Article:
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Suffering for the Gospel?

16 February, 2010

b picA close friend of mine has been having some difficult family problems lately. He told me through them he’s realized something: he used to think that suffering for the sake of the gospel was something that only applied to missionaries in far-off lands, those who were openly persecuted for being followers of Christ. Now he realizes that suffering for the gospel means something much closer to home for most of us. It means trusting in the Lord to be for us, and to do all things well for us, every day, despite appearances and even our own hearts.

Now, some of us might think that’s easy for him to say, and it’s somewhat condescending in light of the tremendous work that missionaries have been called to — except that my friend is a missionary. He’s been in the Philippines, in mainland China … suffering for the gospel from day to day isn’t an alternative to the suffering missionaries often face, but it’s all of us that are called in one way or another to suffer for the gospel, even though we’re not all called to be (full-time ministry) missionaries.

Suffering for the gospel in daily life doesn’t mean that everything we find difficult is gospel-suffering. There are many things we suffer that are the result of our sin and stubbornness, and there are many things we ‘suffer’ that we don’t find very difficult, even if others see it as suffering. If I fast with a twisted, pained expression so that others are impressed by how righteous I am, am I suffering? Jesus doesn’t think so (Matt 6:16). If I give ‘sacrificially’ simply in order to feel generous — or rather, generously self-satisfied — I’m not sacrificing anything but the truth of the gospel as it works itself out in my life. My point is that suffering is only truly for the sake of the gospel if it requires grace and faith, and because of this it can only be attributed to God’s merciful work in us by his Spirit. When we do something with no thought of reward for our ego or our wallet, when we act out of wholehearted trust, then we are doing it by grace through faith — we have our reward in heaven (Matt 6:1-4).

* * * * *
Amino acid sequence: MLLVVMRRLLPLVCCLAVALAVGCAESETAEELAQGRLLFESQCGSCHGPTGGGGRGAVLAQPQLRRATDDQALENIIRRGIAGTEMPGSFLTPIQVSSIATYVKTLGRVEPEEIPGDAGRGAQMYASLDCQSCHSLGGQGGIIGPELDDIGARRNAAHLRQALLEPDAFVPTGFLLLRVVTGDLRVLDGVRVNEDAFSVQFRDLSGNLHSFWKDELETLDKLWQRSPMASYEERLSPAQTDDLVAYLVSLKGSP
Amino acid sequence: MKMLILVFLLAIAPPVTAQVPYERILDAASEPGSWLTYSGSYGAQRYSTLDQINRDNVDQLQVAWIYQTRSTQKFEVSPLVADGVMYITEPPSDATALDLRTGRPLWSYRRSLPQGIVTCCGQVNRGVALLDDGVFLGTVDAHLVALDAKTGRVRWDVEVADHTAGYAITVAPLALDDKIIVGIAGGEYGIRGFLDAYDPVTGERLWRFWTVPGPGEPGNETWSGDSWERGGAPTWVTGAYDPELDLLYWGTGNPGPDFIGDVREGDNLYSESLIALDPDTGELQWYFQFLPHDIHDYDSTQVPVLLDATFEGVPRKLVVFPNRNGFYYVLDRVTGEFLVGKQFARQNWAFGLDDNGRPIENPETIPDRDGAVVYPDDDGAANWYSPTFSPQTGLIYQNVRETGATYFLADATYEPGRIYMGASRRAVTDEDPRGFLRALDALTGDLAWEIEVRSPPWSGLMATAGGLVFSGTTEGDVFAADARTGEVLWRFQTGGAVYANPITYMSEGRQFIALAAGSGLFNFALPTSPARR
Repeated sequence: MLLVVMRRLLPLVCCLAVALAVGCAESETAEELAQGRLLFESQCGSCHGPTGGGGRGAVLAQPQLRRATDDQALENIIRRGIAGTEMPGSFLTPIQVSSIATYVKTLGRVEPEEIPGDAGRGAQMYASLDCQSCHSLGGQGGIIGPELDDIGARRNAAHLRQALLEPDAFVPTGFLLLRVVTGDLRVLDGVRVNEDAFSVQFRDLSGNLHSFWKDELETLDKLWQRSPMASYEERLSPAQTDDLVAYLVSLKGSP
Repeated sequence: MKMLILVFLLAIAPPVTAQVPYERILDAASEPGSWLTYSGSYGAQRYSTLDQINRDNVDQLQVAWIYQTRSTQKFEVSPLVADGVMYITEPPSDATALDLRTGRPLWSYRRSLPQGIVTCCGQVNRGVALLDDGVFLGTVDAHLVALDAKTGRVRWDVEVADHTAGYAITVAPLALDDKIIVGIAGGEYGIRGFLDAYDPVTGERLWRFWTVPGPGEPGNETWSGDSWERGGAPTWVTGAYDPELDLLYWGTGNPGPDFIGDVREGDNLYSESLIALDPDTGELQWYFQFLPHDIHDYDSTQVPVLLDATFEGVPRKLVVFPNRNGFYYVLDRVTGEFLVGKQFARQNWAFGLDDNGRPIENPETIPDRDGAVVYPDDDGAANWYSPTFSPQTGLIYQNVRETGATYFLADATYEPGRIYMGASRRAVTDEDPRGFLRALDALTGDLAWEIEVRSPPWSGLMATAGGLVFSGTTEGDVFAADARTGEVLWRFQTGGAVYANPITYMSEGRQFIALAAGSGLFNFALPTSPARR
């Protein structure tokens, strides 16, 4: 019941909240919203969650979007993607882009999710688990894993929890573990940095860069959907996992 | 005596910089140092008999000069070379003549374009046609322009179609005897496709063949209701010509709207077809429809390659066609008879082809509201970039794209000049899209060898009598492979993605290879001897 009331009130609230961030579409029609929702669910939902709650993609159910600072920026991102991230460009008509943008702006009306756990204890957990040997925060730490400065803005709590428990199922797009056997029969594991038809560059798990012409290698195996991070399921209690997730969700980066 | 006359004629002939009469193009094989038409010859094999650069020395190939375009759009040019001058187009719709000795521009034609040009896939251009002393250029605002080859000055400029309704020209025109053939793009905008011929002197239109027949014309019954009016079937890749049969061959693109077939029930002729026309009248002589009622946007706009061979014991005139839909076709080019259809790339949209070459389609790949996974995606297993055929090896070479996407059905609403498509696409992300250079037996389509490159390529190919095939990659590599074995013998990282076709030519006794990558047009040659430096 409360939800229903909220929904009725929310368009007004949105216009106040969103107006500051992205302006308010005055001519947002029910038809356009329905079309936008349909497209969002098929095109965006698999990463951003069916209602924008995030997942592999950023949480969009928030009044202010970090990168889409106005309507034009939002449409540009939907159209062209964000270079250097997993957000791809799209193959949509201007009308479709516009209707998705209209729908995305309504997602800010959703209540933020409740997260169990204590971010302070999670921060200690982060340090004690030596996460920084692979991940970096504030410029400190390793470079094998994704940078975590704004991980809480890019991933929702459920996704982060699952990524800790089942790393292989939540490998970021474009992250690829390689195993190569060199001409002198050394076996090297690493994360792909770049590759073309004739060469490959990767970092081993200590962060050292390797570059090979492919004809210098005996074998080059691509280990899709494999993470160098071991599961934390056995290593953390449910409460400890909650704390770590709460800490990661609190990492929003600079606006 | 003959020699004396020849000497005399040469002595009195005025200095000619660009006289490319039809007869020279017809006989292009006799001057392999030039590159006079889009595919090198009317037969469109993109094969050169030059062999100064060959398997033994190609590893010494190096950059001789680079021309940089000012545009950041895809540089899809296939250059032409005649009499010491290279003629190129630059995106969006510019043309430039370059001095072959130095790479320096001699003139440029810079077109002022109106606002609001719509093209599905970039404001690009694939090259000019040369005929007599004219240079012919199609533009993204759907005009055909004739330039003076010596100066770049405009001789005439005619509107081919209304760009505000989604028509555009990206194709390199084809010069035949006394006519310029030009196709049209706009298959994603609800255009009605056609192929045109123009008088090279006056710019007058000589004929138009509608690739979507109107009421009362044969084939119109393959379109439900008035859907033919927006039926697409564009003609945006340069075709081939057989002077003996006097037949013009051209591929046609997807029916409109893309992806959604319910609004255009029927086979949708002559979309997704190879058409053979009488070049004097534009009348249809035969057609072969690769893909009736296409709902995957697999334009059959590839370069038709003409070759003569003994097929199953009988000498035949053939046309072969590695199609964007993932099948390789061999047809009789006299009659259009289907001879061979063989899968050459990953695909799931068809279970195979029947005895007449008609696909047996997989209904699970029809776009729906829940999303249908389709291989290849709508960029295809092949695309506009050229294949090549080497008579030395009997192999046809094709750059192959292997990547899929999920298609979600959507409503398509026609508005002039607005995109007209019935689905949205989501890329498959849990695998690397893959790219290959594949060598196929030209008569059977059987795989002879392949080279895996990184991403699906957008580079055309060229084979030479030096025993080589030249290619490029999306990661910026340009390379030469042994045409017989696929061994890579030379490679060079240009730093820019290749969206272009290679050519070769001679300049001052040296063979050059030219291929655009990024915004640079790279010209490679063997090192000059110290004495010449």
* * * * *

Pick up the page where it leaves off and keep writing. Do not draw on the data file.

We can suffer because of our proclamation of the good news, and we can also suffer because of the fruit that good news bears in us in keeping with repentance. To follow Jesus, we take up our crosses (Mark 8:34). Serving my wife without holding it over her head, disciplining my children without self-righteousness, doing an honest day’s work without complaining or feelings of entitlement, learning without being puffed up, receiving praise (and criticism) with true humility, being resentful and discouraged when I’m called to endure something for longer than I think ‘reasonable’ — these are the kinds of things I struggle with all the time, and it’s because I struggle with trusting in God alone for all I stand in need of, body and soul, every single day.

That’s why suffering for the gospel is gospel-suffering. Because we can’t do it ourselves, and even when we make a start of it by God’s work within us, we never look to ourselves. We don’t look to our cross-bearing, but to Jesus’ cross-bearing. We don’t look to our suffering, but to Jesus’ suffering, and only then do we — like my friend — suffer with confidence and hope. ‘In this world you will have trouble,’ Jesus said. ‘But take heart! I have overcome the world’ (John 16:33).

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One Comment
  1. Donna Ellis Burrell permalink
    22 February, 2010 4:03 pm

    Very well put…I have been struggling with HOW to understand, respond, apply and share the “good news” of suffering for the gospel. It is a difficult concept to grasp and to explain to others. There is so much to learn about this subject and it does not seem to get as much attention as it needs, especially in times such as we have now. Thanks for the insights.

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